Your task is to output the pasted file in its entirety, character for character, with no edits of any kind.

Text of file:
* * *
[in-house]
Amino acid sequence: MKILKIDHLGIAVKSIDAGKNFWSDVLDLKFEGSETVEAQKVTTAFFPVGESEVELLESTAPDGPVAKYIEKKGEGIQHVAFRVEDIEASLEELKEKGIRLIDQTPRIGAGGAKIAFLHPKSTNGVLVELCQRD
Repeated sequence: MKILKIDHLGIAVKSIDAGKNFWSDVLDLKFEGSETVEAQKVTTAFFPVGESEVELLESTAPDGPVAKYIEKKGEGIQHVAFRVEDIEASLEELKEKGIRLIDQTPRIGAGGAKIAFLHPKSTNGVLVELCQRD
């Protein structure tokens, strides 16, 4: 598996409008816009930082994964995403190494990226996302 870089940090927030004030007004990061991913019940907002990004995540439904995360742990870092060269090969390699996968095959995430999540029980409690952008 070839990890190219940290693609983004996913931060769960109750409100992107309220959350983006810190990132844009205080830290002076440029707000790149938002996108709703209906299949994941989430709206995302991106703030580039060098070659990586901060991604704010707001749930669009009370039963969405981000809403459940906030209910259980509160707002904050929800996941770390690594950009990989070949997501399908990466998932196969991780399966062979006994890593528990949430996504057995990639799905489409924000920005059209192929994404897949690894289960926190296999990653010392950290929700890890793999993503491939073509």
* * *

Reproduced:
[in-house]
Amino acid sequence: MKILKIDHLGIAVKSIDAGKNFWSDVLDLKFEGSETVEAQKVTTAFFPVGESEVELLESTAPDGPVAKYIEKKGEGIQHVAFRVEDIEASLEELKEKGIRLIDQTPRIGAGGAKIAFLHPKSTNGVLVELCQRD
Repeated sequence: MKILKIDHLGIAVKSIDAGKNFWSDVLDLKFEGSETVEAQKVTTAFFPVGESEVELLESTAPDGPVAKYIEKKGEGIQHVAFRVEDIEASLEELKEKGIRLIDQTPRIGAGGAKIAFLHPKSTNGVLVELCQRD
């Protein structure tokens, strides 16, 4: 598996409008816009930082994964995403190494990226996302 870089940090927030004030007004990061991913019940907002990004995540439904995360742990870092060269090969390699996968095959995430999540029980409690952008 070839990890190219940290693609983004996913931060769960109750409100992107309220959350983006810190990132844009205080830290002076440029707000790149938002996108709703209906299949994941989430709206995302991106703030580039060098070659990586901060991604704010707001749930669009009370039963969405981000809403459940906030209910259980509160707002904050929800996941770390690594950009990989070949997501399908990466998932196969991780399966062979006994890593528990949430996504057995990639799905489409924000920005059209192929994404897949690894289960926190296999990653010392950290929700890890793999993503491939073509």